I thought I’d run out of things to say about Brexit, until this week when my personal tax statement fell through the door and – of course – the first thing I looked for was the contribution I’d made to the EU.
Straight away, I noticed the EU was at the bottom the list of where my hard-earned had gone and that, in total, I’d contributed less than £100.
And all of a sudden, I had a new opinion.
Not a rare event more generally, but with Brexit – after three years of exclusively feeling despair and hoping that I’d somehow develop a long lost Irish relative out of nowhere – something new developed.
I just don’t care enough about something which costs us so little and, really, is only concerned with things that I don’t really understand, don’t need to really understand and ultimately don’t really want to understand.
A good many people feel that the political part of the EU was seeping into areas it shouldn’t have, and that’s fine and a perfectly valid concern – but in the most part, terrible reporting of what the EU, and Westminster politicians being happy to place blame elsewhere, was actually responsible for was driving some of that.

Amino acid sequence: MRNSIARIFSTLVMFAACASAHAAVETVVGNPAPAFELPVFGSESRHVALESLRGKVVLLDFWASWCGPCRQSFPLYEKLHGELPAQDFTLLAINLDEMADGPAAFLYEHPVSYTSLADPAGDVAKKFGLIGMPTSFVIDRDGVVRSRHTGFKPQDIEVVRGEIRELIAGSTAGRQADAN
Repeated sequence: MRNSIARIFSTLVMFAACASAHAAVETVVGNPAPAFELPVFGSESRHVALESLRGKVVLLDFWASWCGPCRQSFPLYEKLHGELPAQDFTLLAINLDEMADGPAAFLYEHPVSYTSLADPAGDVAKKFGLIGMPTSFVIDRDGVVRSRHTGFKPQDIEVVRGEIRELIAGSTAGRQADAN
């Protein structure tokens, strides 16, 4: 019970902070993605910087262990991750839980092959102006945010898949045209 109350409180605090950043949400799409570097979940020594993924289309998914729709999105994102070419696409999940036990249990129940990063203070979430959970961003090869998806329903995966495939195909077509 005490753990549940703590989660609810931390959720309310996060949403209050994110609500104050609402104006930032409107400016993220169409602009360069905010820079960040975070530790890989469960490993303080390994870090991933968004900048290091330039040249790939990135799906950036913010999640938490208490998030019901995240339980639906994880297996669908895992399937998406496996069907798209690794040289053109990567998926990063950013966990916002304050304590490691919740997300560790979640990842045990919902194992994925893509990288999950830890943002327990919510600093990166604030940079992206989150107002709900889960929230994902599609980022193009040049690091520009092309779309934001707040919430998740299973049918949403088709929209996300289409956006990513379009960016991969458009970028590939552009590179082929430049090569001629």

And even if those concerns exist, from where I’m sat there are easier, simpler things we could be doing that would make a much bigger positive difference to our lives than occupying ourselves with a big, poorly understood and all-consuming activity like Brexit.
Like many things, it just feels like a complex ‘thing’ has been reduced to simple solutions for the sake of a parliamentary system that encourages diametric opposition at all costs and broadly newspapers which don’t have time to deal with complexity.
We could be solving social care. We could be finding ways of creating new homes that meet people’s needs and don’t piss off everyone in the local community along the way. We could be incentivising better pay through tax breaks which wean people and companies off of needing state support, rather than paying welfare.
We could just be enjoying having high unemployment, a relatively strong economy and trying to work out why we’re not getting more productive anymore.
It seems to me we’ve got our priorities wrong. But we’re where we are. And given we are where we are, and that I don’t really think we should spend any more time on this… Maybe no-deal would be best?
Whatever happens, we need to find a way of getting some brain space back and turning our national conversation onto something else that will actually impact on our lives. And maybe we will.
After all, when Brexit is done with who is there left to blame?